Named "pseudouridimycin," or PUM, the new antibiotic is produced by a microbe found in the soil.
It has killed a wide range of bacteria in laboratory tests and cured mice infected with scarlet fever. Details of the discovery were published on Thursday in the US scientific journal Cell.
Pseudouridimycin neutralizes an enzyme called polymerase that is essential to virtually all functions of every organism.
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However, it acts differently than rifampicin, a class of antibiotics used to target the same enzyme. Its mechanism means the new antibiotic is ten times less likely to trigger drug resistance than those currently on the market.
PUM killed 20 species of bacteria in experiments, proving especially effective against streptococci and staphylococci, several of which are resistant to multiple antibiotics.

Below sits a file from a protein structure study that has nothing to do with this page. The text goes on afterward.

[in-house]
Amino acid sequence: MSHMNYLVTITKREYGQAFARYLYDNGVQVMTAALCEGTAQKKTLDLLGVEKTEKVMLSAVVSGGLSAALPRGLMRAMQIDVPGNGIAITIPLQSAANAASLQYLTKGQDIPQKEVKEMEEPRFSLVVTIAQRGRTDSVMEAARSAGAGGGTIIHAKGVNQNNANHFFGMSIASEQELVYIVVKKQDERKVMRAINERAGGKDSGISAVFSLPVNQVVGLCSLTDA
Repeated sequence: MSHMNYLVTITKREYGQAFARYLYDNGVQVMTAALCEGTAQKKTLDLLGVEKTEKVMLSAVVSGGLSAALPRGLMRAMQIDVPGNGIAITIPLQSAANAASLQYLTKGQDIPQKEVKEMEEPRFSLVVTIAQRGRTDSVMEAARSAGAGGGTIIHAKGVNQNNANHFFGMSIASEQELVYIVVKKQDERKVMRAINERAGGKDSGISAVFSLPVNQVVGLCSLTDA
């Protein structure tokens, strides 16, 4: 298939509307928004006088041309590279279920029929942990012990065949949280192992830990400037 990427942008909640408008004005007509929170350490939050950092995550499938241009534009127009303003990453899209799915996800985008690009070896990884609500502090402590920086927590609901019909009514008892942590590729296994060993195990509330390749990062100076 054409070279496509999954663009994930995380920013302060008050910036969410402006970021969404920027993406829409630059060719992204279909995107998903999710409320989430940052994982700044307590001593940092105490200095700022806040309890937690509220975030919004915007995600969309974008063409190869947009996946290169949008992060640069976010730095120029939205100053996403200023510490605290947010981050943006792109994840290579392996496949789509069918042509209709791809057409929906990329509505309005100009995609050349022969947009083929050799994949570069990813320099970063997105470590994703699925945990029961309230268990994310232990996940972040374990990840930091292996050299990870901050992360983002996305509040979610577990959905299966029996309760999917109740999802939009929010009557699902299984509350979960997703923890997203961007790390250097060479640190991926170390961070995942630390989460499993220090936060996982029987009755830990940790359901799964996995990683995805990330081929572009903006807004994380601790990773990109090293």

Clinical trials with PUM could begin within three years and the new antibiotic could be released on the market in the next ten years, researchers at New Jersey's Rutgers-New Brunswick University and the Italian biotechnology company Naicons said.
The discovery showed again that bacteria found in the soil are the best source of new antibiotics, the scientists said.